Plan a career bucket list for job fulfilment
SOME to-do items on a person's bucket list can include grand goals that lead to mountain-top experiences and watershed moments.
Or they could be an everyday target like having afternoon tea with one's elderly parents thrice a week.
You can do something similar while managing your career too, by creating a professional bucket list.
It can help push you beyond your comfort zone and give you something to strive towards.
Creating a career bucket list may be an especially interesting exercise if you have recently had a fresh lease on a new job - as did 10,000 people who landed a job in the first half of this year after seeking help from the Singapore Workforce Development Agency and Employment and Employability Institute (e2i).
It was reported in The Straits Times last month that about 4,000 of these employees were professionals, managers, executives and technicians.
The remaining 6,000 were rank-and-file workers.
But rather than letting the daily momentum of a new job lead you along, start with the end in mind.
Draw up a professional bucket list so you know what you want to aim for. Here is a guide on how to go about doing it.
1. ZERO IN ON THE DREAM
Set aside 30 minutes of undisturbed time, with notebook and pen in hand.
Write down all the things you want to accomplish in your work life, junking all limiting thoughts about what's not possible.
2. ASK QUESTIONS TO GUIDE YOUR CAREER DREAM
When you were a child, what were your career aspirations? Add these ideas to your bucket list.
When time seems to fly, what activities are you engaged in? What activities do you enjoy and are good at?
Also, consider the types of roles you enjoy and are comfortable in.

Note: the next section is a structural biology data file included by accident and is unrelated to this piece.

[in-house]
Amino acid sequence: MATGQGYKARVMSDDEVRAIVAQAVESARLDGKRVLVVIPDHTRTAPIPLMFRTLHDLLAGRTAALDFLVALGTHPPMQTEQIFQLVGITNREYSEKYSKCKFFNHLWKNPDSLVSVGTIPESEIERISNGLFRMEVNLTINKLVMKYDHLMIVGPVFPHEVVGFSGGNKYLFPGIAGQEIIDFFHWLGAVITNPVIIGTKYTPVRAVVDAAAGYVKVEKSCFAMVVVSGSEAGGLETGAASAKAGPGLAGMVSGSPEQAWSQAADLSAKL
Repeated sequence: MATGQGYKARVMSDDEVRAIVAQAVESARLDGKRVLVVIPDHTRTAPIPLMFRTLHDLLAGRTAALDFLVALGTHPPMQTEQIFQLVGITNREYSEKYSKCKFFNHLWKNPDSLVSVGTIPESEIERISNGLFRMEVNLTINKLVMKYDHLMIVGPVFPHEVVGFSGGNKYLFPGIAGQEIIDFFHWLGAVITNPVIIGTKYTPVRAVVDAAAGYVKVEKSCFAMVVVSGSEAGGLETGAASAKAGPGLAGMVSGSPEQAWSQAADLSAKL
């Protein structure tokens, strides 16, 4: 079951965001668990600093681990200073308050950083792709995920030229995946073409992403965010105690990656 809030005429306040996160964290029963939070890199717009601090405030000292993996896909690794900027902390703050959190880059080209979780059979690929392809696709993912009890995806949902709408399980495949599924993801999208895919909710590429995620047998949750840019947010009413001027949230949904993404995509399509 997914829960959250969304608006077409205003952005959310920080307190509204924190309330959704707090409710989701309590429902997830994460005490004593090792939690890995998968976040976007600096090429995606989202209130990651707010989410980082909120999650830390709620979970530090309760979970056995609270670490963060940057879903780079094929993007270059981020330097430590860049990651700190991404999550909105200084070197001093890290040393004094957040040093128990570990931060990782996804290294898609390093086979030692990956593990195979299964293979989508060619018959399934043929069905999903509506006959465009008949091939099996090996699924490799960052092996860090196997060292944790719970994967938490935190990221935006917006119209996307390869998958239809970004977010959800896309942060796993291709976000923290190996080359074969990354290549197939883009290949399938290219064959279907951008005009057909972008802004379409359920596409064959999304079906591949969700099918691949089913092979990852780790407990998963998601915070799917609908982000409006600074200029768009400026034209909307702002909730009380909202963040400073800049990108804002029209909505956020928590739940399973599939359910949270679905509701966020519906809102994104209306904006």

3. WORK OUT YOUR TIMELINE
Now, for the reality check. Given your age, do you have enough time to accomplish all the things on your list?
Categorise your professional bucket list by decades - what do you want to accomplish in your career in your 20s, 30s, 40s, 50s and 60s?
4. SET OUT GOALS
Break down big career goals into smaller ones, so you are not overwhelmed.
What special skills and experiences do you need to accomplish your career goals and how do you plan to acquire these necessary skills and experiences?
A tip would be to have an "accountability partner" who can help you to achieve your goals.
Ask yourself: With your current work situation, can you realistically work towards your medium-term goals?
If you answered no, but the career goal is important to you, work with your bucket list buddy on the changes you can put in place to make it happen.
Managing your career with a career bucket list is a neat way to set clear goals and hold yourself accountable.
However, if you are casting about with a more basic question, such as "What should I do with my life?", it's prudent to get back to basics.
You can start by learning the difference between a job, a career and a calling. (see table)
People who have a career calling accomplish more, are more satisfied, and lead a more enjoyable and fulfilled career life, says Bill Barnett, a professor at Rice University who wrote the book, The Strategic Career: Let Business Principles Guide You.
However, don't beat yourself up if a job or a career is what you are comfortable with.
As a professional, you owe it to yourself to identify a higher goal too.
To orientate yourself to your calling, think about your values related to service, excellence at your craft, and institution-building.
Next, think about the fields and roles within your areas of excellence.
Apart from attempting the steps in the bucket list exercise, do one more.
Write an article about yourself that will be published in a prominent newspaper in 20 years' time.
What bucket list items would you like to have to accomplished and mentioned in the story then?
Your career calling story may surprise you.
Then if it is within your means, familial commitments taken into consideration, start chasing your newfound dream.
This article was contributed by Right Management, the global career experts within United States-listed HR consulting firm, ManpowerGroup.